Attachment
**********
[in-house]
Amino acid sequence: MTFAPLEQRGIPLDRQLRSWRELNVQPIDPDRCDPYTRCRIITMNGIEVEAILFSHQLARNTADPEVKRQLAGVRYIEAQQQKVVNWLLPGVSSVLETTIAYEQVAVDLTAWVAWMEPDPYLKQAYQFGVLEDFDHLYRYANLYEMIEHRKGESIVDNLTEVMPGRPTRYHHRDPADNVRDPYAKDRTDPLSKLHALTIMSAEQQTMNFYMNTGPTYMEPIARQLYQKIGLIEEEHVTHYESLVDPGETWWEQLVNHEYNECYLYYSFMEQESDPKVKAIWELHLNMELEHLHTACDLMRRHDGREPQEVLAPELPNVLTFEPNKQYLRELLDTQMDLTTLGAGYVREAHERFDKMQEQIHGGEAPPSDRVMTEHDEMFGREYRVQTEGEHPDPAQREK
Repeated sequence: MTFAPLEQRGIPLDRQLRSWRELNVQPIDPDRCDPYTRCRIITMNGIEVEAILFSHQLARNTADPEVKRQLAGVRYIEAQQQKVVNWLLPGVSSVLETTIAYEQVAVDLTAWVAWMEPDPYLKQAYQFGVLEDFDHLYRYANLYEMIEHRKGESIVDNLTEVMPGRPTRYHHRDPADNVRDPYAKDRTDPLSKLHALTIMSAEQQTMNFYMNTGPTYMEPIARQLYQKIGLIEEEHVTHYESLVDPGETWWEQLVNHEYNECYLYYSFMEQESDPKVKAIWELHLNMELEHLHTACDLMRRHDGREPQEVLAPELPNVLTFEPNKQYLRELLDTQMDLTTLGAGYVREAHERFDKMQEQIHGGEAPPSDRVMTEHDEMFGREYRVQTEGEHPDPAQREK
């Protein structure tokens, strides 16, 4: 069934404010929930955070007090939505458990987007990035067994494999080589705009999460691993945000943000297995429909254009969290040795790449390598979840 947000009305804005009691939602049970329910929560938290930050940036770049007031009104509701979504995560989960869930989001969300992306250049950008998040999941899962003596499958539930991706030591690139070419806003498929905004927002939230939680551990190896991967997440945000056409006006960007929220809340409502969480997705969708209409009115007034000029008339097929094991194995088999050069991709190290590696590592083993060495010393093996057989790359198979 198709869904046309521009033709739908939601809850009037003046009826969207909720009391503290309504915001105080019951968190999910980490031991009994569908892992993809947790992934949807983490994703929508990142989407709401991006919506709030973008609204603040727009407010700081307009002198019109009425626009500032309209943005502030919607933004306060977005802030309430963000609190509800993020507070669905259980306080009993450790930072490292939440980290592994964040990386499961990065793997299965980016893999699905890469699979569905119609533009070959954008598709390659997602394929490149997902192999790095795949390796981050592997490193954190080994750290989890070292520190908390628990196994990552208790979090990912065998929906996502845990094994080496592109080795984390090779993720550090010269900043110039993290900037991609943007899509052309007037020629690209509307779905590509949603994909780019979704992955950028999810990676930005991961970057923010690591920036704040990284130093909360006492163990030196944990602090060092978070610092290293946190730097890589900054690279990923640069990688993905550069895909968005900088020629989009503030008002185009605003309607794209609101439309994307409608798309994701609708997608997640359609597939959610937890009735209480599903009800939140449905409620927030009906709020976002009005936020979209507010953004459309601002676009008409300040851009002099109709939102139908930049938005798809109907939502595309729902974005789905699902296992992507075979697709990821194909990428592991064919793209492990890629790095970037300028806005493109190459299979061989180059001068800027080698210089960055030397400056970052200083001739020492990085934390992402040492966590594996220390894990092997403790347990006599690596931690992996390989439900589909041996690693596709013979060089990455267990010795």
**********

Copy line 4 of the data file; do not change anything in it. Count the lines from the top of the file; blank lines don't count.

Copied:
């Protein structure tokens, strides 16, 4: 069934404010929930955070007090939505458990987007990035067994494999080589705009999460691993945000943000297995429909254009969290040795790449390598979840 947000009305804005009691939602049970329910929560938290930050940036770049007031009104509701979504995560989960869930989001969300992306250049950008998040999941899962003596499958539930991706030591690139070419806003498929905004927002939230939680551990190896991967997440945000056409006006960007929220809340409502969480997705969708209409009115007034000029008339097929094991194995088999050069991709190290590696590592083993060495010393093996057989790359198979 198709869904046309521009033709739908939601809850009037003046009826969207909720009391503290309504915001105080019951968190999910980490031991009994569908892992993809947790992934949807983490994703929508990142989407709401991006919506709030973008609204603040727009407010700081307009002198019109009425626009500032309209943005502030919607933004306060977005802030309430963000609190509800993020507070669905259980306080009993450790930072490292939440980290592994964040990386499961990065793997299965980016893999699905890469699979569905119609533009070959954008598709390659997602394929490149997902192999790095795949390796981050592997490193954190080994750290989890070292520190908390628990196994990552208790979090990912065998929906996502845990094994080496592109080795984390090779993720550090010269900043110039993290900037991609943007899509052309007037020629690209509307779905590509949603994909780019979704992955950028999810990676930005991961970057923010690591920036704040990284130093909360006492163990030196944990602090060092978070610092290293946190730097890589900054690279990923640069990688993905550069895909968005900088020629989009503030008002185009605003309607794209609101439309994307409608798309994701609708997608997640359609597939959610937890009735209480599903009800939140449905409620927030009906709020976002009005936020979209507010953004459309601002676009008409300040851009002099109709939102139908930049938005798809109907939502595309729902974005789905699902296992992507075979697709990821194909990428592991064919793209492990890629790095970037300028806005493109190459299979061989180059001068800027080698210089960055030397400056970052200083001739020492990085934390992402040492966590594996220390894990092997403790347990006599690596931690992996390989439900589909041996690693596709013979060089990455267990010795």